Al-Naimi: ‘We have not declared war on shale’

Petroleum and Mineral Resources Ali Al-Naimi speaks at the annual IHS CERAWeek global energy conference in Houston.

Petroleum and Mineral Resources Ali Al-Naimi speaks at the annual IHS CERAWeek global energy conference in Houston.


Petroleum and Mineral Resources Minister Ali Al-Naimi said on Tuesday he was confident more nations would join a pact to freeze output at existing levels in talks expected next month, but effectively ruled out production cuts by major crude producers any time soon.

Addressing the annual IHS CERAWeek conference in Houston, Al-Naimi told global energy executives that growing support for the freeze and stronger demand should over time ease a global glut that has pushed oil prices to their lowest levels in more than a decade.

It was Al-Naimi’s first public appearance in the US since the Organization of Petroleum Exporting Countries’ meeting in November 2014.

He said the Kingdom welcomed “all sources of supply,” including shale.

“We have not declared war on shale or any given country or company, contrary to all the rumors,” Al-Naimi said in the speech.

“We are hopeful that the nimbleness and responsiveness demonstrated by shale oil producers will continue. These supplies may be needed quickly once markets balance and tighten.”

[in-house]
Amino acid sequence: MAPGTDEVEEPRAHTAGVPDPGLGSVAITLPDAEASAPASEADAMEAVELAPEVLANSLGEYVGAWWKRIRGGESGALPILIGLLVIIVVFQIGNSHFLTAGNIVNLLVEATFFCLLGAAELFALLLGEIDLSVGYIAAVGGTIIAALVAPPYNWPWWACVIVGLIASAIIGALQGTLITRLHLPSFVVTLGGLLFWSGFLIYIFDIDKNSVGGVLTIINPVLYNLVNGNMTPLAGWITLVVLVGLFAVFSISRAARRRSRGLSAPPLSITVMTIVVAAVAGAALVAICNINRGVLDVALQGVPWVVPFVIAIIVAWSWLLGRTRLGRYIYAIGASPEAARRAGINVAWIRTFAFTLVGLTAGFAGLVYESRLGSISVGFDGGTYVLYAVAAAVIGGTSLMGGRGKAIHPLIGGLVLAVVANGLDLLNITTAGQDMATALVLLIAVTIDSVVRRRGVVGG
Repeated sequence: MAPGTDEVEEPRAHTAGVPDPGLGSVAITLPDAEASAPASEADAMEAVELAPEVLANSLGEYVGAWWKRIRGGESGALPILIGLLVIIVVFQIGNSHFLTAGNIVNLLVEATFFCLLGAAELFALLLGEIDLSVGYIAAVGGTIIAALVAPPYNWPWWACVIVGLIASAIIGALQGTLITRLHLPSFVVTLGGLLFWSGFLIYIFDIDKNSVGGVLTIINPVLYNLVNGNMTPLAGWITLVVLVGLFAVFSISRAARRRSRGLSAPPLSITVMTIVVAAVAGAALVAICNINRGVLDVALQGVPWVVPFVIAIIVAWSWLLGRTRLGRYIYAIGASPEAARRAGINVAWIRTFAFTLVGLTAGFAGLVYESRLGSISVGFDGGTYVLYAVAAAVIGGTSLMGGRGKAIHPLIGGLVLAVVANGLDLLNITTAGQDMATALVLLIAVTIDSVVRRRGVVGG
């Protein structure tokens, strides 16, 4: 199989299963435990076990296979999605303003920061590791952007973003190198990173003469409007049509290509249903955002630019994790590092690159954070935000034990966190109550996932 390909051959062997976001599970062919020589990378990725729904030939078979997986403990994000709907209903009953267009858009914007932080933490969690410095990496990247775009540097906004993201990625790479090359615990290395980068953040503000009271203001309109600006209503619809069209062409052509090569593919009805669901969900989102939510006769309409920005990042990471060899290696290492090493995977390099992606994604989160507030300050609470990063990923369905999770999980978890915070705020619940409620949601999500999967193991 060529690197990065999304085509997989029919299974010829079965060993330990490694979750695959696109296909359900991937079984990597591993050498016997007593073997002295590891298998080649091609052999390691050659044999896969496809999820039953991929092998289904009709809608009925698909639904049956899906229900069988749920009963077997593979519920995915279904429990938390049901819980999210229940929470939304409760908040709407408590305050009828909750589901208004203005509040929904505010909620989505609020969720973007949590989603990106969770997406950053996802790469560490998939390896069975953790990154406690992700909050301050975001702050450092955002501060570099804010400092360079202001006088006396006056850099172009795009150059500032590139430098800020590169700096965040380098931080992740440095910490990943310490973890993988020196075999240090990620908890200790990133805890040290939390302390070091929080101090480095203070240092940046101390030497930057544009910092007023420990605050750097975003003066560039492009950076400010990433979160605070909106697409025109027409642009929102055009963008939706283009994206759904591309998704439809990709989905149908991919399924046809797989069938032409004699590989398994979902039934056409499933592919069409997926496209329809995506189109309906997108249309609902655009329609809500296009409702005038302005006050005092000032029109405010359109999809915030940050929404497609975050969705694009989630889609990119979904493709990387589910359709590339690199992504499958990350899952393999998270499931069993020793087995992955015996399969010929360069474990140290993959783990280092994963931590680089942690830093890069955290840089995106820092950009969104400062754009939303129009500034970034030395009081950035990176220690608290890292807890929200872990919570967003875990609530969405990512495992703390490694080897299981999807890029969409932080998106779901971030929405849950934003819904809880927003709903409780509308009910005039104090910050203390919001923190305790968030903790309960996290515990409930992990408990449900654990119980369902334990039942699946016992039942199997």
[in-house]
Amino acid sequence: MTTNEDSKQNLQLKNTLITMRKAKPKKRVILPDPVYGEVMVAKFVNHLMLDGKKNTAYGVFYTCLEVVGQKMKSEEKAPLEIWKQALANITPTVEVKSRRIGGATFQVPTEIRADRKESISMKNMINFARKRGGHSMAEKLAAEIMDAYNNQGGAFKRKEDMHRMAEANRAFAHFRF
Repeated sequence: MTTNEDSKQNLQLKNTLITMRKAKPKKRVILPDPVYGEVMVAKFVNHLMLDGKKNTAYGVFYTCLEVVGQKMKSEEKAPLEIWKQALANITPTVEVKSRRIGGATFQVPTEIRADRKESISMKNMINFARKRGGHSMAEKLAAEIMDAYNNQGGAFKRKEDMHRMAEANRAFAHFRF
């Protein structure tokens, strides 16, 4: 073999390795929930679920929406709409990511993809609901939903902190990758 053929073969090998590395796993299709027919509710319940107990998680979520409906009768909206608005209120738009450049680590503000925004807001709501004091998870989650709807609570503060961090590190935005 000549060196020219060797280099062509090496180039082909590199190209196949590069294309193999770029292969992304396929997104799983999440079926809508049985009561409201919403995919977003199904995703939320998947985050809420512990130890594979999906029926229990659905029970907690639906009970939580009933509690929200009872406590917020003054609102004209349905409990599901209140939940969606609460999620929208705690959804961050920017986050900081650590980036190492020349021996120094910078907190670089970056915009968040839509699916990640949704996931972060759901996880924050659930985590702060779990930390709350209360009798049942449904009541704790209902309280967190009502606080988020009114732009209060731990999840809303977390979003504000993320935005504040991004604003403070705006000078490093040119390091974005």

Al-Naimi also reiterated his longstanding position that Saudi Arabia was ready to meet the demand of its customers, maintaining a cushion of spare production capacity and remaining open to “cooperative action” with other producers to create a stable oil market.

He added: “A freeze is the beginning of a process. If we can get all the major producers to agree not to add additional barrels then this high inventory we have now will probably decline in due time,” said Al-Naimi.

But he was emphatic markets should not view the agreement as a prelude to production cuts, saying there was not enough trust to get such a deal.

“That is not going to happen because not many countries are going to deliver,” Al-Naimi said during a Q&A session after his speech.

“Even if they say that they will cut production they will not do it. There is no sense in wasting our time seeking production cuts. They will not happen.”

Oil prices have fallen 70 percent since mid-2014 as surplus crude piled up.

“We are doing what every other industry representative in this room is doing. We are responding to challenging market conditions and seeking the best possible outcome in a highly competitive environment.”


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